What’s in a name? Well, a lot if it's a Tamil film and the hero goes by the name of Karthik. While Rahul happens to be the textbook hero of millennial romance in Bollywood, Karthik wields the same sway, if not more, over Kollywood filmmakers and their audience.
This perhaps became more pronounced with Mani Rathnam's Alaipayuthey (2000). Since then Tamil cinema has had its fair share of Karthiks -- Unnale Unnale, 2007 (Vinay as Karthik), Mozhi, 2007 (Prithviraj)), Nepali, 2008 (Bharath) Theeratha Vilayattu Pillai, 2010 (Vishal), Chennai 600028 II, 2016 (Shiva) and more -- wrapped in all shades of love, longing and loneliness; bonhomie and betrayal. Sometimes happy and high on life, most times confused, agonised and brooding.
One would ask what does a column on films have to do with a name? Pretty much everything. For, Karthik over the years became more of a metaphor for love and longing, made possible by filmmakers who perhaps never had any such intention behind calling their lead character by that particular name. Yet the name got stuck and Karthik kept on falling in and out of love, sometimes almost giving up. Yet in the end, picking himself up from the throes of disillusionment.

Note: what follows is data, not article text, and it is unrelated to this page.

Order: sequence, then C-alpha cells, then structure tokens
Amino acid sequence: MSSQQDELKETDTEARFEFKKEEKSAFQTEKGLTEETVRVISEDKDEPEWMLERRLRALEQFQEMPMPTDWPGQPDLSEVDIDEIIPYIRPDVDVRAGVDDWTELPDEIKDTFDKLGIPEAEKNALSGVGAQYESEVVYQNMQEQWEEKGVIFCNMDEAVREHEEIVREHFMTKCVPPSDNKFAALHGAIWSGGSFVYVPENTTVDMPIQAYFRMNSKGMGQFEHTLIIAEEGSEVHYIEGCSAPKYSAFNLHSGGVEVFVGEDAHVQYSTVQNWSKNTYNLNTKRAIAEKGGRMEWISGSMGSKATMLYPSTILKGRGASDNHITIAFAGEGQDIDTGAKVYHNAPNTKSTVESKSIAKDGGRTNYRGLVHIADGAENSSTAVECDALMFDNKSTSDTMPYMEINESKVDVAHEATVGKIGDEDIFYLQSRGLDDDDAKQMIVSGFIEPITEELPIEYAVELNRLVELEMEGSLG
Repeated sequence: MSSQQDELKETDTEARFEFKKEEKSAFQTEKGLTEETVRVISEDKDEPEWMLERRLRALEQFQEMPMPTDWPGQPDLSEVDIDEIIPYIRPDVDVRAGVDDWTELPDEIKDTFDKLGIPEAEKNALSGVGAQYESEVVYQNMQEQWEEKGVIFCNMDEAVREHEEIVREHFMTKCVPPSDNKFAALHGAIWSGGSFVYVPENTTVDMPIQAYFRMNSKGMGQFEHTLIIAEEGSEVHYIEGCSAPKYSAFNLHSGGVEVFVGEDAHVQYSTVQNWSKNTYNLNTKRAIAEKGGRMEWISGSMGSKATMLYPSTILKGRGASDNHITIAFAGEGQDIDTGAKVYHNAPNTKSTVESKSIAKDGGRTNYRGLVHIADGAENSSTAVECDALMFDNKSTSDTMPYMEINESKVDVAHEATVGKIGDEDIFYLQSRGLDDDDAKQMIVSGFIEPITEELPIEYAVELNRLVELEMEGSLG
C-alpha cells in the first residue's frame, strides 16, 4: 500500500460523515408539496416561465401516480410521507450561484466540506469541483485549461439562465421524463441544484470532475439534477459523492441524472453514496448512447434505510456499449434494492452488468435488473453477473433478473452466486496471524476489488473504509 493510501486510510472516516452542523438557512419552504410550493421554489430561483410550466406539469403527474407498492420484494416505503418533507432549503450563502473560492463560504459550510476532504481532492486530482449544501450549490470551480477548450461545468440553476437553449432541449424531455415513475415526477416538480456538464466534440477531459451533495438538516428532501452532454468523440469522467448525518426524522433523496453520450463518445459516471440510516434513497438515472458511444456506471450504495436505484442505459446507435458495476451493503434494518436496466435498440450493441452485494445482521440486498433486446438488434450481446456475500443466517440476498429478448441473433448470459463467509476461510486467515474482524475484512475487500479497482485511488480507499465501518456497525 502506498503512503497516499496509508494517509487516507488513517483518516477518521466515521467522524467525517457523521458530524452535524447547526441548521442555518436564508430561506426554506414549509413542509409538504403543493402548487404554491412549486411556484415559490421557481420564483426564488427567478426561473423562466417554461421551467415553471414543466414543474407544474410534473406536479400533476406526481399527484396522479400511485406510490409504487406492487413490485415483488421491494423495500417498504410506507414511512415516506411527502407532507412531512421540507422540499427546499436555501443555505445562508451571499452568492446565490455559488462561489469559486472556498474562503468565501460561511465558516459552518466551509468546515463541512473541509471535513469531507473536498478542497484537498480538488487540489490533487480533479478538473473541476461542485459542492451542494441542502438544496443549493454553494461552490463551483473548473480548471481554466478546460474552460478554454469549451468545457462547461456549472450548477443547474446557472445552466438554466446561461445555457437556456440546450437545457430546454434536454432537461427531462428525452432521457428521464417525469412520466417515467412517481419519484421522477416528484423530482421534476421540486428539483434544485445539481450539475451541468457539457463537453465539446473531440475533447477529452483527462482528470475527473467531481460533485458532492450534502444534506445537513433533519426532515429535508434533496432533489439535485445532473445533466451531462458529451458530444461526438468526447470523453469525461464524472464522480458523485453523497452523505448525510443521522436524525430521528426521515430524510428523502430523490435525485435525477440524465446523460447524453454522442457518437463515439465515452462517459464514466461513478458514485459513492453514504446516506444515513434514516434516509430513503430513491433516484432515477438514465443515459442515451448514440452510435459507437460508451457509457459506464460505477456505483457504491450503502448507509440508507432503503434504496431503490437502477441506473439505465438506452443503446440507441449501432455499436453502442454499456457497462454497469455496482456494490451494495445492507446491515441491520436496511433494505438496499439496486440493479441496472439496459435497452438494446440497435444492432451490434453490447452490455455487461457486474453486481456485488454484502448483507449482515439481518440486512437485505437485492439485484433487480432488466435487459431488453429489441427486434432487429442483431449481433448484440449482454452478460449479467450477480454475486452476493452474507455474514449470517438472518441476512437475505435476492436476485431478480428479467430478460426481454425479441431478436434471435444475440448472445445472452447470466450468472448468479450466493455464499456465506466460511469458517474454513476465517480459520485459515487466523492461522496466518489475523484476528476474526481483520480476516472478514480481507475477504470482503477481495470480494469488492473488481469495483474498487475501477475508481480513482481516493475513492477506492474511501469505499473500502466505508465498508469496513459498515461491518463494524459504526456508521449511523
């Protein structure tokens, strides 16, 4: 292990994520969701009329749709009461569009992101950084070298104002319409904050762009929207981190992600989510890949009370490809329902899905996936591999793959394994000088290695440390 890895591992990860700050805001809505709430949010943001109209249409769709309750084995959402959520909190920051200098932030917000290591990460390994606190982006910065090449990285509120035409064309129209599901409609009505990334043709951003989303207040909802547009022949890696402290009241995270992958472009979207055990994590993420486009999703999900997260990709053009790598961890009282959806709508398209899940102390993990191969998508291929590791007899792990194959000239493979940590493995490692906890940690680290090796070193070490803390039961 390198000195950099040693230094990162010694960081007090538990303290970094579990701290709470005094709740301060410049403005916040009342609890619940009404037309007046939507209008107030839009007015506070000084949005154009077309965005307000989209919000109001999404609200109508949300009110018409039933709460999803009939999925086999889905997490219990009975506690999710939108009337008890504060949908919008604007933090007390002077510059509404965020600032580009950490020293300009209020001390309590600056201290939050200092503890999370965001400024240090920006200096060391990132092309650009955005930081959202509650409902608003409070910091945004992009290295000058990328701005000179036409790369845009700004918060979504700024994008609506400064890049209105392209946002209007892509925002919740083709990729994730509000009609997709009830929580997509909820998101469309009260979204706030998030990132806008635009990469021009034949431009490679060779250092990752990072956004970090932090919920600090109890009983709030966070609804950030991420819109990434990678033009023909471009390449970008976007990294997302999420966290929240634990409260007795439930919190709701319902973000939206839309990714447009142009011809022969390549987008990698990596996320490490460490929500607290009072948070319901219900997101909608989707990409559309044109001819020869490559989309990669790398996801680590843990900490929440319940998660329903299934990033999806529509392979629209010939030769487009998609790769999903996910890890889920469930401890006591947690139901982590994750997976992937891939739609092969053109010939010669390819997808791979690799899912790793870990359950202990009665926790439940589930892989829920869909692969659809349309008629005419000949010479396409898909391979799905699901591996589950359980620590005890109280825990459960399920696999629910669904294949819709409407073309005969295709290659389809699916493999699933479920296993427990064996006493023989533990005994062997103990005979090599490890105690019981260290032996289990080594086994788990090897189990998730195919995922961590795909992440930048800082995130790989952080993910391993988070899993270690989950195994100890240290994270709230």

While Karthik continues to pick up the pieces of his broken heart in the world of Tamil movies, the latest filmmaker to bring him back to life on screen is ace director Gautam Menon. Released on YouTube in May, his short film Karthik Dial Seytha Yenn is a sequel to his 2010 hit Vinnaithaandi Varuvaaya. For Bollywood fans, the name -- Karthik Dial Seytha Yenn (The number dialled by Karthik, loosely translated in English) -- reminds of Farhan Akhtar- and Deepika Padukone-starrer Kartik Calling Kartik, a psychological thriller with an eerily similar title but completely different plot.
You have to be a Premium Subscriber
Start your subscription with a free trial
thefederal.com and thefederal.com and many more features.
plans start from Rs. 99